The next wave of programmatic secondaries sellers

Kaiser Permanente has returned to the secondaries market with its third billion-plus portfolio in three years. As first-timers come to market, the secondaries market is hopeful more LPs will take a regular approach in the years to come.

Kaiser Permanente is back out in market with yet another sizeable LP-led process – its third process in three years.

The massive non-profit healthcare organisation is shopping a multi-billion-dollar portfolio of private equity fund stakes with the expectation that around $1 billion-$2 billion will transact, sources told affiliate title Buyouts and Secondaries Investor.

This follows Kaiser’s shopping of a $6 billion portfolio in the market, which largely completed last April, and its sale of about $1.5 billion of PE fund stakes in 2022. The Oakland-headquartered system is selling at a clip that matches the rapid build-up of its private equity portfolio, which grew from about $6 billion in private equity NAV in 2019 to $33 billion in 2021.

Kaiser sits comfortably within a list of regular programmatic secondaries sellers. These are typically repeat, discretionary sellers using the secondaries market to actively manage their allocations, Ben Pearce, head of LP secondaries advisory in EMEA at Campbell Lutyens explained.

Many of the North American pension funds tap the secondaries market regularly, with a number of Canada’s largest systems particularly active. Funds of funds and secondaries firms themselves are also regular users of the secondaries market.

Improved pricing has coaxed a number of sellers to the secondaries market this year with single-digit discounts achievable for quality buyout portfolios, making these transactions a lot more palatable when they’re presented to investment committees. By and large, LPs are coming to market to sell off stakes in non-core funds and relationships to free up capital and make room for commitments into new funds.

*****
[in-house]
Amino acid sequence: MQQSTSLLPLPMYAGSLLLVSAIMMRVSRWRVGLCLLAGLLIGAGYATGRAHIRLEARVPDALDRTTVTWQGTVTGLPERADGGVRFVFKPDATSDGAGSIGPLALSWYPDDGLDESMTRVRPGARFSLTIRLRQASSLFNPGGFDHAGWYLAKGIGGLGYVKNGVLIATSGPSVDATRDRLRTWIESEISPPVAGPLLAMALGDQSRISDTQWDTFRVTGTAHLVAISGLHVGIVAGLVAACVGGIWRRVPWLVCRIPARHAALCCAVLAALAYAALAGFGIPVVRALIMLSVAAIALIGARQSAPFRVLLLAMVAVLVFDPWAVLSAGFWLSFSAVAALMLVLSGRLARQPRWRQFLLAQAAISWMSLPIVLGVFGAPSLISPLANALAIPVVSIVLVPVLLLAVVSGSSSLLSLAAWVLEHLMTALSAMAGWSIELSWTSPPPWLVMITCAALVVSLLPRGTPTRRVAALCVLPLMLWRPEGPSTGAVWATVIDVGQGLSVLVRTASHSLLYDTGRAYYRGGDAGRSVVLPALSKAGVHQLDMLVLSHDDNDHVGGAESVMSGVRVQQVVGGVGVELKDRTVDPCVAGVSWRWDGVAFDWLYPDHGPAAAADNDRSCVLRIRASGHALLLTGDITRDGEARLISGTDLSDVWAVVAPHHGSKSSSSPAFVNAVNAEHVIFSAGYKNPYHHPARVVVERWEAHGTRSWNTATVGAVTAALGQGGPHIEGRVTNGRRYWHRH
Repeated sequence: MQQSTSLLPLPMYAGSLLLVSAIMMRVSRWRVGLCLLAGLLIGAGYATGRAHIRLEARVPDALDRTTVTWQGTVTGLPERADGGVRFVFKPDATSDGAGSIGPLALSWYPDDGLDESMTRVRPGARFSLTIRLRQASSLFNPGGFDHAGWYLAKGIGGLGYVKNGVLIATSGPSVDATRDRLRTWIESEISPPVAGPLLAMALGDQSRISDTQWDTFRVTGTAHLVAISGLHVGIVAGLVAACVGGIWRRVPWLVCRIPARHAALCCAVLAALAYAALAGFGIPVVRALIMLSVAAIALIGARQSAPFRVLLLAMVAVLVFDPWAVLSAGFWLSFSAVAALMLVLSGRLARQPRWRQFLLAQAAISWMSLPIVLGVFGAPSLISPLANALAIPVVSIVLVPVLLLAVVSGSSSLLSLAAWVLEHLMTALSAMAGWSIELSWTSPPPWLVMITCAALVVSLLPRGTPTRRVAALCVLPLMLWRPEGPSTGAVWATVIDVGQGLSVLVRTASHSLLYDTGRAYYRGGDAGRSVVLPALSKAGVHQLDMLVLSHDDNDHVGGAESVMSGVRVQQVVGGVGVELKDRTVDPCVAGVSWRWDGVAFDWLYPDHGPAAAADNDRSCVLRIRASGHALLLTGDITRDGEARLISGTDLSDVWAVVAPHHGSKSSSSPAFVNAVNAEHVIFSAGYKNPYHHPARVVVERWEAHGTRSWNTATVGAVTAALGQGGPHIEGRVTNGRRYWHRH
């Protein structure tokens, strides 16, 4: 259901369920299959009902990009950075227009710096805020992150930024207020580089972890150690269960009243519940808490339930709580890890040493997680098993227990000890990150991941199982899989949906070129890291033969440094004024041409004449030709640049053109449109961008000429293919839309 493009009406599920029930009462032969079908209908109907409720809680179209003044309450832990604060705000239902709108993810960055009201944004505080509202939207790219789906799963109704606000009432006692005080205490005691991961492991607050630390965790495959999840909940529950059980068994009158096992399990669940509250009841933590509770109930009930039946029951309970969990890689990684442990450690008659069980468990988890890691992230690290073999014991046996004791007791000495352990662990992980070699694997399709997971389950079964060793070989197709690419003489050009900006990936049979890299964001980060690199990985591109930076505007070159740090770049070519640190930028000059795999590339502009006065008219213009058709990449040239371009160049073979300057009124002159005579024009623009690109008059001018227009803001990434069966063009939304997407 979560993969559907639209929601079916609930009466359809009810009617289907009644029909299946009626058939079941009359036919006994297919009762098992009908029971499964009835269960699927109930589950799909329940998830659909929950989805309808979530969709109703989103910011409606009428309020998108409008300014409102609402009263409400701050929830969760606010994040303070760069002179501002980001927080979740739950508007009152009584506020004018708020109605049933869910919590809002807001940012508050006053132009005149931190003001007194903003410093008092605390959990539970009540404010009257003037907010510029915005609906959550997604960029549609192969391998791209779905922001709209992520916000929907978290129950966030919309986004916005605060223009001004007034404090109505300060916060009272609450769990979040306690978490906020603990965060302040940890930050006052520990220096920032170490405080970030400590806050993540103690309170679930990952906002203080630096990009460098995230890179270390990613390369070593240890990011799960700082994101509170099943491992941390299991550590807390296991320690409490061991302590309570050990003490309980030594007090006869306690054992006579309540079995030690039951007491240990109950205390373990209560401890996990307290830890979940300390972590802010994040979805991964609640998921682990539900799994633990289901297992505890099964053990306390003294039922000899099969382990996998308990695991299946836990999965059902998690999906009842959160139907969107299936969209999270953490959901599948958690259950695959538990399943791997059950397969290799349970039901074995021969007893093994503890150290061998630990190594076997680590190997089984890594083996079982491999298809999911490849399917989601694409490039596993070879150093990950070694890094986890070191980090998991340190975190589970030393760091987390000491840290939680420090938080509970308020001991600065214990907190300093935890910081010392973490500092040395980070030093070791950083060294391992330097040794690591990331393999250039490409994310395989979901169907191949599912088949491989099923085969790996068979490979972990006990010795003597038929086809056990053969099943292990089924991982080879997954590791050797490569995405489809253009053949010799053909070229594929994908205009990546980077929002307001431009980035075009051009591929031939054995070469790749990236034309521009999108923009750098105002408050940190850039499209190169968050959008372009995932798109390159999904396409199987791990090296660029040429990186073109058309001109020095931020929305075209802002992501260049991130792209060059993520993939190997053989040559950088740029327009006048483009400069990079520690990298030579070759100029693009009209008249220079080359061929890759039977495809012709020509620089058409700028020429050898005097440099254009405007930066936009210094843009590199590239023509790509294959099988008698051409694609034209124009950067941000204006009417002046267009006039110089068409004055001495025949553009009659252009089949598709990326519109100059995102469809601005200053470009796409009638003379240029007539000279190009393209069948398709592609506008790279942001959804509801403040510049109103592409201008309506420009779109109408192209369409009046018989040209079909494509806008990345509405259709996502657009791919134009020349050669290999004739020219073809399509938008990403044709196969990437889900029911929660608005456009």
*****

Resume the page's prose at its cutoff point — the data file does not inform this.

While these larger repeat sellers have buoyed volume over the past 10 years – 50 LPs have accounted for half of secondaries market deal volume over the last decade, according to data from PJT Partners – sources Secondaries Investor spoke with anticipate that an increasing number of first-time sellers in the secondaries market will become regular programmatic sellers.

These processes tend to be quite labour intensive, making them harder for smaller allocators to do regularly, one source says, which presents a barrier for some. However, while the first deal is a hard slog, the following processes become easier with experience, Jarid Colucci, managing director at BlackRock, said. “There’s a lot of work that goes into getting the first sale done. That’s true for any big organisation… but once they go through it once, it’s actually pretty simplistic.”

Albeit not with the same eye-catching dollar amounts of their North American peers, the number of programmatic sellers in Europe and Asia is “certainly growing quickly”, Campbell Lutyens’ Pearce said. Roughly half of Campbell Lutyens’ global LP secondaries book is made up of repeat sellers, with the remainder new clients and mostly first-time sellers.

“We’re seeing a much broader cross-section of LPs approaching the market for the first time – and when they see what value the market can offer and how deep, mature and efficient it can be, many will be added to the list of repeat sellers using the market to more actively manage their portfolios,” Pearce added.

Programmatic sellers are quicker and more decisive in making the call to come to the secondaries market when they feel market conditions are right. Seeing these large-scale portfolios come to market will give others confidence to follow suit. If the secondaries market can prove its efficiency, it will see more regular sellers come back for another round in the years to come, presenting an increased pool of opportunity.

Furthermore, establishing secondaries as a programmatic path to liquidity could be vital in helping the industry develop its retail base of fund investors, who will require easily accessible paths to liquidity.